"In Concert" is a unique and frankly strange episode of the TV show WKRP in Cincinnati. It was the 19th episode of the second season and was praised for its ambitious concept. The episode revolves around a tragic event that took place in Cincinnati before The Who's performance on December 3, 1979, at Riverfront Coliseum. The incident involved people being crushed at the gates, resulting in deaths and injuries. The episode sheds light on this real-life tragedy and its impact on the community, airing eleven weeks after the actual event occurred. While the episode was made in good faith, it wasn't the place of a sitcom to try and convince the United States to enact bylaws banning festival seating.
Sisters At Heart
"Sisters at Heart" is an episode from the TV show Bewitched's seventh season. The story follows Lisa Wilson, an African-American girl, who visits her friend Tabitha Stephens, a white girl. Tabitha's father, Darrin Stephens, works at an advertising agency and tries to get a million-dollar account from Mr. Brockway, the owner of a toy company. However, Mr. Brockway is racist and mistakenly thinks that Darrin is married to Lisa's mother Dorothy. The episode's story was written by 26 African-American students from a tenth-grade English class at Jefferson High School, after they were invited to the Bewitched set. Many of these students struggled with reading and writing, but the experience motivated them and brought them joy. Sadly, the episode also includes multiple white actors in blackface, which undermines its positive intentions.
In a 1957 episode of Leave it to Beaver, there was a scene that showed part of a toilet, which was quite rare for TV at that time. In those days, many normal aspects of daily life, like bathrooms, pregnant women, married couples sharing a bed, and even ladies' navels, were not shown on prime-time television.
The original debut episode of Leave It to Beaver, titled "Captain Jack," had to be delayed for a week because of issues with the network's Standards and Practices group. The problem was that the episode featured the boys, Wally and Beaver, hiding a baby alligator in their bathroom. The network was hesitant to show a bathroom, especially a toilet, on TV, so they reached a compromise where they only showed the top part of the toilet tank in a quick scene. The rest of the toilet was not visible. This was a big deal at the time, but it may not seem controversial to us now in the modern era.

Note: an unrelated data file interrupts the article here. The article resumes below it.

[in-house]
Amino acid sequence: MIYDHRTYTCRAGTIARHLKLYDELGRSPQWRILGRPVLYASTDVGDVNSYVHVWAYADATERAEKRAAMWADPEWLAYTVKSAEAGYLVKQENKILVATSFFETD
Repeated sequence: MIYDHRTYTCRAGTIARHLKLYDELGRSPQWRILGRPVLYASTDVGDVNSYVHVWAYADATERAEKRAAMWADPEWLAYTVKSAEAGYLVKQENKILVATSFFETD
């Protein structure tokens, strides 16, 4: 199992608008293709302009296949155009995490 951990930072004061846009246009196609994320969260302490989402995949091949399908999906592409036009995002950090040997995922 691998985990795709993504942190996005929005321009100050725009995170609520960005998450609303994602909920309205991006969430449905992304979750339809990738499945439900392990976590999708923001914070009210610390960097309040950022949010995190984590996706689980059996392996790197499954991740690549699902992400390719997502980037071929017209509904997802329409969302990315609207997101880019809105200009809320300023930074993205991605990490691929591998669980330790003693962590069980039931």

Lucy is Enceinte
In the episode "Lucy is Enceinte," from I Love Lucy Lucille Ball's character, Lucy, confides in her friend Ethel about some health issues she's been facing, like weight gain and low energy. Ethel suspects that Lucy might be pregnant and takes her to the doctor, who confirms it. Lucy plans to tell her husband, Ricky, about the pregnancy in a special way but faces constant interruptions. Eventually, she secretly requests that Ricky perform a song called "We're Having A Baby" at the club. Ricky is shocked when he discovers who made the request. This episode aired in 1952 when talking about pregnancy on TV was considered very controversial, and while it may not seem like a big deal today it was mindblowing by the standards of the 1950s.
On Thanksgiving Day in 1986, the popular TV show Cheers aired an episode called "Thanksgiving Orphans." The show had already won many Emmy Awards and had a huge audience, making it one of the most beloved sitcoms ever. In the episode, the characters in the bar shared their Thanksgiving plans, revealing that some of them would be spending the holiday alone.
However, as the episode progressed, they all ended up together and formed their own makeshift family. They had a funny and chaotic Thanksgiving dinner, which included a food fight. While audiences enjoyed the episode, some people complained because it didn't align with a stop world hunger campaign. Nevertheless, "Thanksgiving Orphans" remains a memorable and cherished part of Cheers' history. Ken Levine, a former consultant on the sitcom explained:
At the time, Cheers got a lot of flack for that episode because there was a big ‘stop world hunger’ campaign and the show was criticized for wasting food.
Isn't It Romantic?
In this season two episode of Golden Girls, Dorothy's friend Jean, who is a lesbian, visits after her partner's passing. Rose and Jean quickly become close friends due to their shared interests. However, Jean begins to develop romantic feelings for Rose, who is unaware of Jean's sexuality. The crush is played for laughs, which shows that in the 1980s the writers behind this beloved series still couldn't wrap their heads around the fact that homosexuality is a thing.
The Paradise Syndrome
"The Paradise Syndrome" is the third episode of the third season of the original series of Star Trek. In this episode, a device from an alien civilization on a primitive planet erases Captain Kirk's memory, leading him to start a new life with the indigenous people of the planet, who are portrayed as being modeled after Native Americans. While the episode might not have intended to be offensive, it has drawn criticism for using white actors in brown face, which is now seen as culturally insensitive and makes it difficult to watch from a modern perspective.